Linux lab: Mozilla's WebThings Gateway

Protocols

The protocol function in the Settings menu lets you obtain useful information such as the energy consumption data.

The Logs item opens a new view. Select one of the devices integrated into the system for the protocol function by clicking the plus button. In this dialog, you can also decide how long WebThings should store the logs. You can also create a floor plan of your home using the Floorplan dialog in the Settings menu. Enter the locations of all end devices in the floor plan. If you have a large number of integrated devices, the floor plan will definitely help you maintain an overview.

Defining Rules

Using the entry Rules in the Settings menu, you can define rules for controlling terminal devices. Define rules by dragging and dropping components from the device list. For instance, you can switch a terminal device on or off at a predefined time with just a few mouse clicks. To create new rules, press the plus button bottom right in the window.

Catastrophic

In our hands-on session, Mozilla's WebThings gave us a catastrophic first impression. Although the user interface is intuitive, and logically structured, there are only a few modules – often for devices that are no longer manufactured. Some of the devices do not even exist in Europe.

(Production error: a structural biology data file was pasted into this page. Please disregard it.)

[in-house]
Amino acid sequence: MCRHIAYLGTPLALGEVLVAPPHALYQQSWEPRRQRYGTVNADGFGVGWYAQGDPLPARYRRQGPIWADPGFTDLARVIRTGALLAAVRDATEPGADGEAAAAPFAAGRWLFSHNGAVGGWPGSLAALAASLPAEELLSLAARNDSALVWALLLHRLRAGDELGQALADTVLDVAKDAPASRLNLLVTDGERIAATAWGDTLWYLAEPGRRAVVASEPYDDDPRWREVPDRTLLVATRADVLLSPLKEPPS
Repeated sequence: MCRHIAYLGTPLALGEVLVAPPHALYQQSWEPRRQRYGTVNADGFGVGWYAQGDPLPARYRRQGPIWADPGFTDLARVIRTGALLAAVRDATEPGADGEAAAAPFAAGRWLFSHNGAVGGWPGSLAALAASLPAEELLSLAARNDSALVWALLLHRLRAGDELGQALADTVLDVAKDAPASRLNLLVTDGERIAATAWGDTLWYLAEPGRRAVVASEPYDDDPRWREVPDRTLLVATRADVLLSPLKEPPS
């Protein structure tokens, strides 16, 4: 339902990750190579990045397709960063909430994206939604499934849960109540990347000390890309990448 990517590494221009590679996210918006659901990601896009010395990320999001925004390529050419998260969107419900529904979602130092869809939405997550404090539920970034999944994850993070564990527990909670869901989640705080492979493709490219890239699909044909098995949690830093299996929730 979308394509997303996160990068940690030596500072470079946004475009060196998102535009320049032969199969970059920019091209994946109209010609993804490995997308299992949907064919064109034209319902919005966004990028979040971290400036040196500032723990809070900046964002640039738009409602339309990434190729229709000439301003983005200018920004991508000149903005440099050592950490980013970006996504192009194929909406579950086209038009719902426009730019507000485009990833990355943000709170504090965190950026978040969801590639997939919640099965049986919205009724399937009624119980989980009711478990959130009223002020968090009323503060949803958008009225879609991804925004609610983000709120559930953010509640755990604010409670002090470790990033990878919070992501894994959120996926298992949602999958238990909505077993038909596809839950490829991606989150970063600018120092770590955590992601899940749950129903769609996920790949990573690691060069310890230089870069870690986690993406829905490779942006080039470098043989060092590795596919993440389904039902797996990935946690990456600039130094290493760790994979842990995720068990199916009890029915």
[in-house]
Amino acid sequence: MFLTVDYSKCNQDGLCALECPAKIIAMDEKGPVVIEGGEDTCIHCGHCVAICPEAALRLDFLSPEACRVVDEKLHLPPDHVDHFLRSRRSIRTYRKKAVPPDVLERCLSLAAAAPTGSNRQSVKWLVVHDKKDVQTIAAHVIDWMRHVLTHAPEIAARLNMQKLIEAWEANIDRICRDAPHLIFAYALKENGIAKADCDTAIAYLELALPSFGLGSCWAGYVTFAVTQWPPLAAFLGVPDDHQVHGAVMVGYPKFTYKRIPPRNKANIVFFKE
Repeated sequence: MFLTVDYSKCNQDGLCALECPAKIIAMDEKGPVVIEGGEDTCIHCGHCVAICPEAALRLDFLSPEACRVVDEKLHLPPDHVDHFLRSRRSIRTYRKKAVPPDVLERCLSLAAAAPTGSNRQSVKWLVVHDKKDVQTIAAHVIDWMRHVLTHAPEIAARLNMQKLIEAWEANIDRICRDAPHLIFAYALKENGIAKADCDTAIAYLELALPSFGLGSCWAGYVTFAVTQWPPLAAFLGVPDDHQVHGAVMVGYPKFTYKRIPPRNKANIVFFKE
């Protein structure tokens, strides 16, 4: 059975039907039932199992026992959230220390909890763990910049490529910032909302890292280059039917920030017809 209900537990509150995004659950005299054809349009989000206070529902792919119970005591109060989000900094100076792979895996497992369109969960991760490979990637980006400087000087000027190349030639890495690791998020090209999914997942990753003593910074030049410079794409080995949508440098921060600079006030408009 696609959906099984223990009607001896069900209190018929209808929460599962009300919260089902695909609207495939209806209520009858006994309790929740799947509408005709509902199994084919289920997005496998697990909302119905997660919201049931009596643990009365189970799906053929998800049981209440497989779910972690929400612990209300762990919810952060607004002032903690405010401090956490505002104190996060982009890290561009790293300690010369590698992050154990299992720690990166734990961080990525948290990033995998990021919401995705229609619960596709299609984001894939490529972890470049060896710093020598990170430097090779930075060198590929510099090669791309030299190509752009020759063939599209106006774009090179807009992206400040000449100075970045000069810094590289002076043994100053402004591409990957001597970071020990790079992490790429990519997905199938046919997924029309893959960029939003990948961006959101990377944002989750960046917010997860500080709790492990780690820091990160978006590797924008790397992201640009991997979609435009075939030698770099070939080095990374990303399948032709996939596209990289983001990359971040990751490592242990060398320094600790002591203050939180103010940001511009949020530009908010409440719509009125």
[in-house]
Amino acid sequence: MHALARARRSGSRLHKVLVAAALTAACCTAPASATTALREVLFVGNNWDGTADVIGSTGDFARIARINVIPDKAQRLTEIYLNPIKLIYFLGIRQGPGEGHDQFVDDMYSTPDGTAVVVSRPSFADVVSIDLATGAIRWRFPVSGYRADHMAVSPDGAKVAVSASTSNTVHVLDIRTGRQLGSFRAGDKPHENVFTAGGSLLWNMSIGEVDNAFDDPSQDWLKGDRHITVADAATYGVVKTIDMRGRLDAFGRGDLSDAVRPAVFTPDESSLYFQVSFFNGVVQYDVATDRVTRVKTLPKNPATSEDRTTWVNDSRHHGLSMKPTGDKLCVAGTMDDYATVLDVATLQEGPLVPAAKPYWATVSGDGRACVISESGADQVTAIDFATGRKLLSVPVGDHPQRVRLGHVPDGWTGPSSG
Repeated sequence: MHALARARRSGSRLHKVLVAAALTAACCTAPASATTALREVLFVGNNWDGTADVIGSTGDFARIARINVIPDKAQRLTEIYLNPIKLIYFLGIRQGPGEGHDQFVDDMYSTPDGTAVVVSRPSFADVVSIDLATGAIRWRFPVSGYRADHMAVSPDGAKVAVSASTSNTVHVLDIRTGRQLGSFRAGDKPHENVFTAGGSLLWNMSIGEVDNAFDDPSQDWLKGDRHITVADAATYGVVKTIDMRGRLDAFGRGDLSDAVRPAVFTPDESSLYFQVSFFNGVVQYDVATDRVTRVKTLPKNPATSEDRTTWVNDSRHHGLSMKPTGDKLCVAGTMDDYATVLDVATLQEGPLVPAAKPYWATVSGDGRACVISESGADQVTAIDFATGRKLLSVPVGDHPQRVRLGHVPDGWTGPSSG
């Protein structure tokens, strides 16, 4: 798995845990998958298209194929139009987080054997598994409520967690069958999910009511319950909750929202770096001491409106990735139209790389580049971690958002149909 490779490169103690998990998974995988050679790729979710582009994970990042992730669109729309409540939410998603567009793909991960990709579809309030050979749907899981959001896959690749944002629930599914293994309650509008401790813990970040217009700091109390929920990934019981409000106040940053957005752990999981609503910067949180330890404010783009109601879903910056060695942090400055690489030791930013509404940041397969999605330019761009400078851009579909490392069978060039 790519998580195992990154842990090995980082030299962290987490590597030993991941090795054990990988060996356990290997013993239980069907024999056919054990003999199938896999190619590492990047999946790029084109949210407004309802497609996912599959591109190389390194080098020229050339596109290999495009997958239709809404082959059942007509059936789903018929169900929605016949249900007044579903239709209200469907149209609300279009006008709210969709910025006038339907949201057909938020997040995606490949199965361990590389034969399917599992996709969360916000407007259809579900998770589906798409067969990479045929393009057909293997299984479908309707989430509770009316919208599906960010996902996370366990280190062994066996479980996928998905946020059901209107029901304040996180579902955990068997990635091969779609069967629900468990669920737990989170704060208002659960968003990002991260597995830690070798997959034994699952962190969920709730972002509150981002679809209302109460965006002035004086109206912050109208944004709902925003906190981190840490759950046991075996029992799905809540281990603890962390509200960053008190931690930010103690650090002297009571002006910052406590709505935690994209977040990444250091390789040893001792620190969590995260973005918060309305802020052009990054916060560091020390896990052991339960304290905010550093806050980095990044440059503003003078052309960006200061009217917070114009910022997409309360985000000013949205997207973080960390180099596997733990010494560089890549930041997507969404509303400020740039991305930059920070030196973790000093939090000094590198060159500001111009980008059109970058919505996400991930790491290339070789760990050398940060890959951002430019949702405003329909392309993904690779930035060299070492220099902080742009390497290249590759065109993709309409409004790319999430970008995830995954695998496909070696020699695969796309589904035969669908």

In our lab, we were unable to control even one of the half dozen end devices by manufacturers Aurora Lighting, Enlite, Müller-Licht, Philips, and OSRAM with WebThings. Mozilla's compatibility list does at least support Philips lamps and OSRAM socket adapters [11].

Hue lighting by Philips will only harmonize with WebThings if you reset the lamps to the factory settings. But to do this, you need a Philips control unit. Many popular vendors on today's home automation market are simply missing from the WebThings compatibility list.

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